Thursday, October 18, 2018
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‘Outrageous legalism’

/ 05:20 AM January 19, 2018

The alleged failure of Rappler to comply with constitutional restrictions on foreign ownership of Philippine media entities aside, the Securities and Exchange Commission’s decision is tantamount to prior restraint, and therefore comes with the heavy presumption of unconstitutionality.

The same Constitution that prescribes restrictions on ownership of Philippine mass media is also the very Constitution that has placed free expression at the topmost rungs of constitutional freedoms.


In the landmark decisions of the Supreme Court, the right to free expression has been considered as preferred to other rights, even those involving property rights (Philippine Blooming Mills case, GR No. L-31195, June 5, 1973).

The same high court has also ruled that not every violation justifies the stifling of free speech, enjoining government to consider the totality of circumstances before penalizing the free exercise of speech and expression.


Early on, Rappler, known for its unflinching reportage of the drug war, has caught the ire of President Duterte. That this move to cancel its corporate registration is linked to the President’s public statements disparaging Rappler is proven by the fact that it was no less than the Office of the Solicitor General that so moved.

In fact, according to the Supreme Court’s ruling in Chavez vs Gonzales (GR No. 168338, Feb. 15, 2008) such statements—coming from the Chief Executive himself—as they are, already constitute prior restraint because of their chilling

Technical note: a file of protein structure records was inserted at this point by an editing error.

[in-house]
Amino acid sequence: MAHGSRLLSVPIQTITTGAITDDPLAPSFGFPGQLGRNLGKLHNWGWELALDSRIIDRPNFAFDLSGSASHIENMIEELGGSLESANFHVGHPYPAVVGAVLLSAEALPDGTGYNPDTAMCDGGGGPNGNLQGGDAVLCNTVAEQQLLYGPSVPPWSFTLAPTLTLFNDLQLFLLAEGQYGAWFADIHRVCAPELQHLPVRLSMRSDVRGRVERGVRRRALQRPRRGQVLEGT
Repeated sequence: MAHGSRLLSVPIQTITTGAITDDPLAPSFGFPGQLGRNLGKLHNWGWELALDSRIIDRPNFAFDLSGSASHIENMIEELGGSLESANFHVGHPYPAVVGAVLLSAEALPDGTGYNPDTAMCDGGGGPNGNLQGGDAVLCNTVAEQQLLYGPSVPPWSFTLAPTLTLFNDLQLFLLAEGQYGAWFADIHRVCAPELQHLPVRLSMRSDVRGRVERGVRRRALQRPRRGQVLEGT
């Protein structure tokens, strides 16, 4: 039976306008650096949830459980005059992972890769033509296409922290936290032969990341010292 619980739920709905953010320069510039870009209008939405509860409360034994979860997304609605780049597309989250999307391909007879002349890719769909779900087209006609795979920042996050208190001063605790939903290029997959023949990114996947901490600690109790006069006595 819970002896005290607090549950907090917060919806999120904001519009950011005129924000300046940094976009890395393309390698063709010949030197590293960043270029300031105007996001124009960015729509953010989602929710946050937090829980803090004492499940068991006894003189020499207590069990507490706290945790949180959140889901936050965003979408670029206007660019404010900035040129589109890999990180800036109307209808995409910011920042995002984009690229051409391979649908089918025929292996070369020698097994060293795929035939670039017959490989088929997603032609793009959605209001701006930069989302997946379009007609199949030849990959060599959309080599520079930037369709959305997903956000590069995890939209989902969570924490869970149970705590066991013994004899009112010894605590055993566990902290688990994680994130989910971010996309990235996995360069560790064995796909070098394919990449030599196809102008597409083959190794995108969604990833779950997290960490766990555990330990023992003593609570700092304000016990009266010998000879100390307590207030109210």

effect on everyone else.

What the solicitor general did is what lawyers call a “collateral attack”—restraining a known critic of the government’s drug war, not by directly censoring it but by
canceling its corporate registration.

But as every student of constitutional law knows, what may not be done directly, by the same token, may not be achieved indirectly.

If the annals of constitutional adjudication were to give an able guide, since press freedom is a preferred constitutional value in the Philippines, what the SEC should have done was to give Rappler an opportunity to correct its ownership structure. Instead, the SEC got down to business right away with guns blazing.

And there’s the thing: for Rappler claims the SEC denied them what it had in fact allowed other similarly placed entities to do. This smacks of a lack of due process, not to mention unequal treatment, which are also unconstitutional acts.

Thus, at best, the SEC’s decision is a prime example of outrageous legalism blind to law’s greater purposes; at worst, it is one cloaked with unconstitutional motivations.


CENTER FOR INTERNATIONAL LAW, Salcedo Village, Makati City

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TAGS: constitutional restrictions, foreign ownership, Rappler, Securities and Exchange Commission’s
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